AUGMENT HF: Functional Gains With LV Gel Scaffold Durable at 1 Year

Marlene Busko

November 18, 2015

ORLANDO, FL — Injections of calcium-alginate gel beads (Algisyl, LoneStar Heart) into the left ventricular endocardium of patients with advanced heart failure led to improved exercise capacity, symptoms, and NYHA clinical status a year later compared with standard medical therapy alone in the AUGMENT HF trial[1].

However, these are early days. "I think it is important to emphasize that this is a provisional trial," Dr Douglas L Mann (Washington University School of Medicine, St Louis, MO) cautioned, presenting these findings at a press briefing prior to a late-breaking clinical-trial session at the American Heart Association (AHA) 2015 Scientific Sessions. The study was published online in the European Journal of Heart Failure the same day.

Dr Douglas Mann

This was a small trial with no sham procedure, and the hydrogel beads were implanted via an open thoracotomy, which is invasive in these very sick patients, Mann pointed out. There were also more deaths in the Algisyl group (nine, 22.5%) than in the control group (four, 10.5%), although the trial was not powered for mortality.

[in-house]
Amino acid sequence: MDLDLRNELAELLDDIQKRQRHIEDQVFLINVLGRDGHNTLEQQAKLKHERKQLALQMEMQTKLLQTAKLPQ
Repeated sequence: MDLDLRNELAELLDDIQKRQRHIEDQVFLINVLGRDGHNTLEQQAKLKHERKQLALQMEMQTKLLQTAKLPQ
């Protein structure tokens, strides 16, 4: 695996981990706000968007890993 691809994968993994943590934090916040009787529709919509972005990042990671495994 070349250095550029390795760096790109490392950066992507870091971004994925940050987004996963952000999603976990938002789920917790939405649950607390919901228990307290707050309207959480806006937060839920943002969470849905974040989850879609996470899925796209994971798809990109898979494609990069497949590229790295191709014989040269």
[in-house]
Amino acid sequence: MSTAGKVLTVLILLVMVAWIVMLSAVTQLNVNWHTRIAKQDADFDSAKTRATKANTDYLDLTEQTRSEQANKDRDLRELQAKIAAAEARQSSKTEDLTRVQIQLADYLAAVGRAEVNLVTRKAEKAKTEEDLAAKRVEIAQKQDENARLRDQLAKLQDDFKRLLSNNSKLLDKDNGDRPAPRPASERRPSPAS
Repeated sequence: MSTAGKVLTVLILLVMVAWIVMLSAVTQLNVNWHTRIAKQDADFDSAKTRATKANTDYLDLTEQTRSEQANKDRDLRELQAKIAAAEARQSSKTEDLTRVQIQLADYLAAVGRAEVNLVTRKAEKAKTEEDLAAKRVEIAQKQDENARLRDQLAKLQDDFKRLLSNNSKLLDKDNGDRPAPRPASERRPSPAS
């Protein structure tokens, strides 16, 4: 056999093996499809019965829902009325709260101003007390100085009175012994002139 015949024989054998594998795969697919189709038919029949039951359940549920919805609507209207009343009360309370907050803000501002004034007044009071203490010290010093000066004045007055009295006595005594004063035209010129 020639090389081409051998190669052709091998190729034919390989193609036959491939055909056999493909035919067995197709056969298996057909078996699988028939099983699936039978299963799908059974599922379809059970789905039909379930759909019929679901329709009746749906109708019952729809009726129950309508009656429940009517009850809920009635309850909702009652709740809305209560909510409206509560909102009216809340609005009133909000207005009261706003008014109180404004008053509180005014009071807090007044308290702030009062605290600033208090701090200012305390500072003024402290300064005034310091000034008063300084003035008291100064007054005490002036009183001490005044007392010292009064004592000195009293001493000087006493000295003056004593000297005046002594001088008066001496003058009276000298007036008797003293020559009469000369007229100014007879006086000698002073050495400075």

Nevertheless, these 1-year data build on promising 6-month results, which were presented at last year's AHA meeting and were recently published[2]. The procedure received CE approval in Europe in 2014, and the US Food and Drug Administration recently gave the company investigational device exemption (IDE) for a premarket approval (PMA) study, which will enroll 240 patients, Mann announced.

"Overall, I think this is an important step in terms of extending our understanding of this intervention," assigned discussant Dr Adrian F Hernandez (Duke Clinical Research Institute, Durham, NC) told the press. Although unanswered questions remain, this study showed that "the effects of peak VO2 were durable and actually perhaps augmented [from 6 months to 12 months], and [it also provided] some additional information regarding the long-term safety. Finally, [it showed that this treatment] can be feasible . . . and addresses an important need in severe heart failure."

New Way to Mend a Failing Heart?

Algisyl is an inert hydrogel derived from brown marine algae that is injected into the mid LV wall, where it remains as a permanent scaffold "that's intended to reduce LV-wall stress and prevent or reverse the progression of HF," Mann explained.

AUGMENT HF, a multicenter, open-label trial of Algisyl vs usual care in patients with advanced heart failure in Australia and Europe, met its primary 6-month efficacy end point, and it has prespecified 12-, 18-, and 24-month secondary safety and efficacy end points.

To shore up the left ventricle, surgeons perform a limited thoracotomy and then inject 12 to 15 beads of Algisyl gel in the mid LV wall, in a procedure that takes about 80 minutes, Mann said.

A total of 73 patients were randomized and treated in AUMENT HF. At 12 months, 13 patients had died and two patients did not have complete data, leaving 58 patients for the current analysis.

These patients had a mean age of 62.3 years; slightly more than half had ischemic HF (57.7%), and the rest had nonischemic HF (42.3%).

The three longer-term efficacy outcomes continued to show significant improvement compared with placebo.